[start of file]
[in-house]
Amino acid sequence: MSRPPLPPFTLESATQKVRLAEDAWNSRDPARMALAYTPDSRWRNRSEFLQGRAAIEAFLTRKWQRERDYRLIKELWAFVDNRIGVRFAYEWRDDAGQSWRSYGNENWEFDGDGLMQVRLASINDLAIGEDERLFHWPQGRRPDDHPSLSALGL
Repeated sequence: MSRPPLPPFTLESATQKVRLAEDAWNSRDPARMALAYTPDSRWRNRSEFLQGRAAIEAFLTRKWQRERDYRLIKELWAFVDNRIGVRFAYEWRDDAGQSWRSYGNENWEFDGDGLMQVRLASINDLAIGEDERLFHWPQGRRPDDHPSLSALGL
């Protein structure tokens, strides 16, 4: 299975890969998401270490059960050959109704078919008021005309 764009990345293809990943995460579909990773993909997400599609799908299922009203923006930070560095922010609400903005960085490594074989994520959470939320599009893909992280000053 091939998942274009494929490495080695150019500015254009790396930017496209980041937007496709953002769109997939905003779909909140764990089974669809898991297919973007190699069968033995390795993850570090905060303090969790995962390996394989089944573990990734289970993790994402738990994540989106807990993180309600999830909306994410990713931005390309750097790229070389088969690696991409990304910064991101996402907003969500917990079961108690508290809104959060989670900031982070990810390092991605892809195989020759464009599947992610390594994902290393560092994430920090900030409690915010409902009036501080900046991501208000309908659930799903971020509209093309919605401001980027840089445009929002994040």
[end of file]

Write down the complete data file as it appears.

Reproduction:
[in-house]
Amino acid sequence: MSRPPLPPFTLESATQKVRLAEDAWNSRDPARMALAYTPDSRWRNRSEFLQGRAAIEAFLTRKWQRERDYRLIKELWAFVDNRIGVRFAYEWRDDAGQSWRSYGNENWEFDGDGLMQVRLASINDLAIGEDERLFHWPQGRRPDDHPSLSALGL
Repeated sequence: MSRPPLPPFTLESATQKVRLAEDAWNSRDPARMALAYTPDSRWRNRSEFLQGRAAIEAFLTRKWQRERDYRLIKELWAFVDNRIGVRFAYEWRDDAGQSWRSYGNENWEFDGDGLMQVRLASINDLAIGEDERLFHWPQGRRPDDHPSLSALGL
């Protein structure tokens, strides 16, 4: 299975890969998401270490059960050959109704078919008021005309 764009990345293809990943995460579909990773993909997400599609799908299922009203923006930070560095922010609400903005960085490594074989994520959470939320599009893909992280000053 091939998942274009494929490495080695150019500015254009790396930017496209980041937007496709953002769109997939905003779909909140764990089974669809898991297919973007190699069968033995390795993850570090905060303090969790995962390996394989089944573990990734289970993790994402738990994540989106807990993180309600999830909306994410990713931005390309750097790229070389088969690696991409990304910064991101996402907003969500917990079961108690508290809104959060989670900031982070990810390092991605892809195989020759464009599947992610390594994902290393560092994430920090900030409690915010409902009036501080900046991501208000309908659930799903971020509209093309919605401001980027840089445009929002994040």